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California and the West | Capitol Journal

Where Have We Seen That Centrist Style Before?

November 02, 1998|GEORGE SKELTON

"ADIOS Pete Wilson," read the bumper strip. It was the hot item at a Latino Democratic rally Saturday in Boyle Heights. People wore the red and white stickers on their T-shirts and their hats. Gray Davis held one over his head and the cheers were earsplitting.

"It's one of my favorite signs," he shouted, sporting a grin as wide as the political coalition that has given him a comfortable lead in the polls going into Tuesday's election.

How comfortable? So comfortable that Davis is cautioning supporters against overconfidence while Republican Dan Lungren is evoking the memory of Harry Truman. Both gubernatorial candidates are mouthing--for different reasons--the old bromide: "The only poll that counts is the one on election day." When you hear that stuff, it's the fat lady singing.

Inside the headquarters of the United Farm Workers union Saturday, what you heard were whoops, hollers and screams as Davis held up the sign and told its story: A student at nearby Roosevelt High had handmade the original for Davis' appearance there the previous week with Vice President Al Gore. An inspired Democratic staffer then had 2,000 Adios Pete bumper strips printed up and distributed all over East L.A., where Wilson is the boogeyman, on Halloween or any other day.

The retiring governor has been demonized by party pols and Latino activists for his crusades against illegal immigration and racial preferences. Many Latinos have been frightened by the mean-spirited and divisive demon into the arms of Democrats, especially Gray Davis.

Campaigning with other members of the Democratic ticket, Davis was treated like a rock star in the packed, stuffy union hall. People reached over security agents to high-five the candidate, thrusting scraps of paper at him for his autograph.

"There he is, Pam, the next governor--look!" exclaimed one excited man, who had waited outside on the crowded sidewalk for a glimpse of the guy most insiders had thought too dull ever to be elected governor.


Actually, looking up at the podium, you could see more of Pete Wilson than just his name on a bumper strip. Ironically, Davis and Wilson are a lot alike. And that's meant as a compliment to both men.

Looking beyond their differences on illegal immigration, affirmative action and labor unions, you'll find similar styles and traits that have made each politician a winner.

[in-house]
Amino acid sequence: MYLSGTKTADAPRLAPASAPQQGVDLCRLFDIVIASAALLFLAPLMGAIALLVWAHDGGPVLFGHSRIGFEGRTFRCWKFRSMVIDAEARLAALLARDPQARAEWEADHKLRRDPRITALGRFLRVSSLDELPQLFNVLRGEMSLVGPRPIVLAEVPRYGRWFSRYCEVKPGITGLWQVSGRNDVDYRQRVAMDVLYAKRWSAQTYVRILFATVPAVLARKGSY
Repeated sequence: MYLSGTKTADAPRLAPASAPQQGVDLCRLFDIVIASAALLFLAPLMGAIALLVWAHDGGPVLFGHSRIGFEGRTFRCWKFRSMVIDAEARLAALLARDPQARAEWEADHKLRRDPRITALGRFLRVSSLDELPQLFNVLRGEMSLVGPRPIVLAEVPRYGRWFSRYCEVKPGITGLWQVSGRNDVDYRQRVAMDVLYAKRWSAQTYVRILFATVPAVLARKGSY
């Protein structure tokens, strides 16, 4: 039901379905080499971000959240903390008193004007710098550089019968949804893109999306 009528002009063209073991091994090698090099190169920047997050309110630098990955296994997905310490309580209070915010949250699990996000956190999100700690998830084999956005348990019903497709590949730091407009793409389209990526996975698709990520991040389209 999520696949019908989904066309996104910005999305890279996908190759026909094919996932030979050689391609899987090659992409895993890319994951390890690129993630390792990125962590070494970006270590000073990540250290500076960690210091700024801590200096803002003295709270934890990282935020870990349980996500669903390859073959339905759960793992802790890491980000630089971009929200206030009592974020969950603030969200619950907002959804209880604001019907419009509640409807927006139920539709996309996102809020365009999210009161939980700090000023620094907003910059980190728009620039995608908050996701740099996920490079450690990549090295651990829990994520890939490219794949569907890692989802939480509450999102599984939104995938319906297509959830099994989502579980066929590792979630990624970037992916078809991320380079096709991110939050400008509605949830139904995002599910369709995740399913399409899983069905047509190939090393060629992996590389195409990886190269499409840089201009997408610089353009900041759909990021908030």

Foremost is their appeal to the center.

"We've all learned from Pete Wilson the magic of his swing voter universe," says Kam Kuwata, a veteran Democratic consultant and Davis advisor. "He'll never be a hero to any one ideological group, but he understands how to put together the winning combination. You've got to work the moderate, swing voter to your side. Pete Wilson has shown us the landscape."

Davis and Wilson both favor abortion rights and support the death penalty. They both oppose offshore oil drilling. Davis is supported by environmentalists; Wilson was acceptable to them when he first ran for governor in 1990. Davis says education will be his top priority; in 1990, Wilson said he wanted to be "the education governor." Davis promises more gun control; Wilson had voted for gun control as a U.S. senator. Davis claims to be fiscally prudent; Wilson clearly is. Both served in the military; Davis got a combat metal in Vietnam.

As Lungren has learned--and also Wilson's opponents before him--it's almost impossible to affix an "extremist" label to a centrist and make it stick.


"There are some similarities, yes," Davis agrees.

Here are others:

* Politics is their life, their passion. It consumes virtually their every waking hour. They don't have fires in their bellies, they have furnaces.

* Both are prolific fund-raisers. Unlike most pols, they don't mind dialing for dollars.

* They're disciplined and focused, staying "on message." It's unlikely you'd ever hear either meandering off during a debate closing--as Lungren did--about Latrell Sprewell and binding arbitration.

* They both once lost a big statewide race and learned from the humiliation--Davis in the 1992 Senate primary; Wilson in the 1978 gubernatorial primary.

* Both are charisma-challenged, although Davis is the better speaker. And he has a dry wit: "On Monday, I'm bringing in my personal charisma advisor--Vice President Al Gore," he told the Latinos.

He also said, "I'd like to see another sign: 'Adios Pete Wilson, Adios Dan Lungren, Bienvendios Gray Davis.' "

Bienvendios Gray? A good bet. Adios Pete? Si y no.

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